Stores at Gabriel's Wharf, Waterloo (© MikeStnly, CC BY-SA 4.0)

The South Bank is home to an eclectic mix of stores, ranging from famous brands through to independent boutiques and art and craft shops.

There are also popular markets such as the Southbank centre book market, where avid readers can browse among a wide choice of paperback and hardback titles.

Both Waterloo station and the Oxo tower have a large choice of stores. Branded names you will find when shopping in South Bank include Lush, Hotel Chocolat, Boots, Kiehl’s, M&S, Joules and more. These sit alongside a raft of independent stores selling a wonderful range of unique items.

Gabriel’s Wharf

You can pick up unique gifts among the stores at Gabriel’s Wharf. This is a popular arty enclave of the South Bank, where you can shop for designer fashion and jewellery, accessories and artwork for the home. Gabriel’s Wharf is home to an eclectic mix of independent stores, bringing hand-crafted goods and a personal service to their customers.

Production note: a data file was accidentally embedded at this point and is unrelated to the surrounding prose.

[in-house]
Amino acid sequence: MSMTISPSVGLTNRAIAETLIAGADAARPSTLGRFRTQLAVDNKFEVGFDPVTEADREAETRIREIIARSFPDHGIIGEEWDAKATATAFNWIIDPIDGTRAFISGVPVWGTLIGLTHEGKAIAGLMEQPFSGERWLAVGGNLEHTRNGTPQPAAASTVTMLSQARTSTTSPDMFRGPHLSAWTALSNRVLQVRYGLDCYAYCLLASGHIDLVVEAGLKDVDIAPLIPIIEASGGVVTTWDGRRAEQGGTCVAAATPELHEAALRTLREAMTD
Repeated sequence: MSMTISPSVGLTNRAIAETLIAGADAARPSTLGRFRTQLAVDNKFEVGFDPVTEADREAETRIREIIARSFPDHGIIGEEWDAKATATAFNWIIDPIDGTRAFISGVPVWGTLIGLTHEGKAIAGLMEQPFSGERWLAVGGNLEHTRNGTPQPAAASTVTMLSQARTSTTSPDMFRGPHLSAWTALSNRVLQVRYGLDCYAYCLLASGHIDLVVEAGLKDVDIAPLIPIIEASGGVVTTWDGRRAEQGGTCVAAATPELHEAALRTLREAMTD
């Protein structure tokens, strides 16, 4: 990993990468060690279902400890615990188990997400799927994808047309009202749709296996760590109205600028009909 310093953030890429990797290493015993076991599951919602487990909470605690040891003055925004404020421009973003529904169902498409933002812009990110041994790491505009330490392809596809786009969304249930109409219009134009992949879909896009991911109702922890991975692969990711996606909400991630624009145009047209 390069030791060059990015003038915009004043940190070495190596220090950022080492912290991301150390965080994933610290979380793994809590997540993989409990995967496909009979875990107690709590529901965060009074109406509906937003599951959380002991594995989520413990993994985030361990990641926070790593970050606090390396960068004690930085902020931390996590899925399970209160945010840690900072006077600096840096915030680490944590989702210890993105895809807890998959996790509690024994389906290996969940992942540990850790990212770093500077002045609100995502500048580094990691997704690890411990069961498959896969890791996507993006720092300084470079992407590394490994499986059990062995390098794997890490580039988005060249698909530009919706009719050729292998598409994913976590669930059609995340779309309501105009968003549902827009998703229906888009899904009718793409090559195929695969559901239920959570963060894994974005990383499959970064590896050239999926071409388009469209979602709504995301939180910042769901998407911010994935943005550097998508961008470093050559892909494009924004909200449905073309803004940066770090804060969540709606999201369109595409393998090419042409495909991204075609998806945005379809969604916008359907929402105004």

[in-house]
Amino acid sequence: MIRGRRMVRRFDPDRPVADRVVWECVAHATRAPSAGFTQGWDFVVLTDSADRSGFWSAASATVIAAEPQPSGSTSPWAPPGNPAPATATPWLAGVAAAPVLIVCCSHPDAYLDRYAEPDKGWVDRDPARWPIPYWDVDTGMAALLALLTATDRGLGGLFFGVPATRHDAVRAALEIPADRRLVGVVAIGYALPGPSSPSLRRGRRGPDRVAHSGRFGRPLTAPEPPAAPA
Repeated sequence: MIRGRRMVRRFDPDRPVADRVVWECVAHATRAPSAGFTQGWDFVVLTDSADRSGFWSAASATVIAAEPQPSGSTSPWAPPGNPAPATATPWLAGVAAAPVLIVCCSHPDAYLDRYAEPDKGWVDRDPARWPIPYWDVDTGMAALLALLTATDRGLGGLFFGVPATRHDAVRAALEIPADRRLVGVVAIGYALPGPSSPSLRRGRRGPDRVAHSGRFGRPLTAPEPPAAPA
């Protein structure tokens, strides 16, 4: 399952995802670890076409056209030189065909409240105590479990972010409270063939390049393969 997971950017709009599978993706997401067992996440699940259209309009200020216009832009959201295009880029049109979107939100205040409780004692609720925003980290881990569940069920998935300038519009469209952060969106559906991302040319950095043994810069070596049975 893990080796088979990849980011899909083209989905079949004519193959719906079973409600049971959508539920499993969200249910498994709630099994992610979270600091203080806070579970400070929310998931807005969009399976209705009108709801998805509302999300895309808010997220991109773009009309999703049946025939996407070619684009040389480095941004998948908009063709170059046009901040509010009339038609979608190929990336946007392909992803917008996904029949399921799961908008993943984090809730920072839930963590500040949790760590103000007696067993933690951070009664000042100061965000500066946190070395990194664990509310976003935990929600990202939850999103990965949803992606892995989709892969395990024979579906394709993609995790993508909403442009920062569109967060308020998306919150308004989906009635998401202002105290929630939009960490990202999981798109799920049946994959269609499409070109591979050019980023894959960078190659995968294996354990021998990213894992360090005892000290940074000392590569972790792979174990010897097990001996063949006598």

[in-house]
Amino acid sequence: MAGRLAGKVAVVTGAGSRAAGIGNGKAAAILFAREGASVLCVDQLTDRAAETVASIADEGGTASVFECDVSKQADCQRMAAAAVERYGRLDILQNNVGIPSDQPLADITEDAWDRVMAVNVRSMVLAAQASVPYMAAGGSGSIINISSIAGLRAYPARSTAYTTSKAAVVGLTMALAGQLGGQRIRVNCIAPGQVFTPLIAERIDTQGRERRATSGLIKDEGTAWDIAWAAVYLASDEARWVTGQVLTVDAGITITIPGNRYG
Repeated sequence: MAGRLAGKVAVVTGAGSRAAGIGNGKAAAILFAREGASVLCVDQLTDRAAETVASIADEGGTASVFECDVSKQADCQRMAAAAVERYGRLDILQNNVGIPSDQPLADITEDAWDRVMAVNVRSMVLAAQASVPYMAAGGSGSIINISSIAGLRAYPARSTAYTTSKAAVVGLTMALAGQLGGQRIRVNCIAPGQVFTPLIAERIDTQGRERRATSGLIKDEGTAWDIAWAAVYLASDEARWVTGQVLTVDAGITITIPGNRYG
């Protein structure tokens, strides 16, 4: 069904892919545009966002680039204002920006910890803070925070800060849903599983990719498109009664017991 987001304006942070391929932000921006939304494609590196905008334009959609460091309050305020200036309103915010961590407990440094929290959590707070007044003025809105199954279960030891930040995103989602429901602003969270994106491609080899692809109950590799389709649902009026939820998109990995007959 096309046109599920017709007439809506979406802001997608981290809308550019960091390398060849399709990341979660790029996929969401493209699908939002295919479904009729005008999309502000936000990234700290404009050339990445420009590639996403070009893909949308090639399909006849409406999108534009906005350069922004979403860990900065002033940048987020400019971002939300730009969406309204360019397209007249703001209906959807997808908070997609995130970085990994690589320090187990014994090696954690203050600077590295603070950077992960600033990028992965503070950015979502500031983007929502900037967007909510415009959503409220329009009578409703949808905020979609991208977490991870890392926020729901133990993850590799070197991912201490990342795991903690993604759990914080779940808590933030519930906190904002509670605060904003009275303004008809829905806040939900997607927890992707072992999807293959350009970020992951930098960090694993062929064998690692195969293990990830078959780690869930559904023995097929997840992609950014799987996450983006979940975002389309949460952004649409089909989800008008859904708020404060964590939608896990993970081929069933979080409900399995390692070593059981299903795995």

Southbank Centre Food Market

Over 40 stallholders set up store every Friday, Saturday and Sunday just behind the Royal Festival Hall. Cuisines from across the world are represented in this colourful and vibrant food market. Street food and a range of drinks traders completes a little slice of foodie heaven at the weekend. This is considered to be one of the top food markets in the capital.

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9. Imperial War Museum

Founded as the Imperial War Museum in 1917, the museum was intended to record the civil and military war effort and sacrifice of Britain and its Empire during the First World War. (© Peter Trimming, CC BY-SA 2.0)